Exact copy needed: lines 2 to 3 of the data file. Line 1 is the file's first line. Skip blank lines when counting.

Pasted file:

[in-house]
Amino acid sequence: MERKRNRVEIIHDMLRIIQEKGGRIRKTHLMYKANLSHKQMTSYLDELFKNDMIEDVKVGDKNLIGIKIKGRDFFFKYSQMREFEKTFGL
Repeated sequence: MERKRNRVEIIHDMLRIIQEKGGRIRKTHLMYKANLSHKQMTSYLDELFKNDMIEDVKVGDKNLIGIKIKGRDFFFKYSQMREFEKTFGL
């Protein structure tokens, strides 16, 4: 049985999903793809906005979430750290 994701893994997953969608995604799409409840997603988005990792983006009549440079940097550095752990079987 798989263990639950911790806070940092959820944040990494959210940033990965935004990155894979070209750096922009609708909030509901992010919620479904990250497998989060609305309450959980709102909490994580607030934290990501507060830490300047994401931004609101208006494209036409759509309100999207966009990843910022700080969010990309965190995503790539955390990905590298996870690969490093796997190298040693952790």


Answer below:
Amino acid sequence: MERKRNRVEIIHDMLRIIQEKGGRIRKTHLMYKANLSHKQMTSYLDELFKNDMIEDVKVGDKNLIGIKIKGRDFFFKYSQMREFEKTFGL
Repeated sequence: MERKRNRVEIIHDMLRIIQEKGGRIRKTHLMYKANLSHKQMTSYLDELFKNDMIEDVKVGDKNLIGIKIKGRDFFFKYSQMREFEKTFGL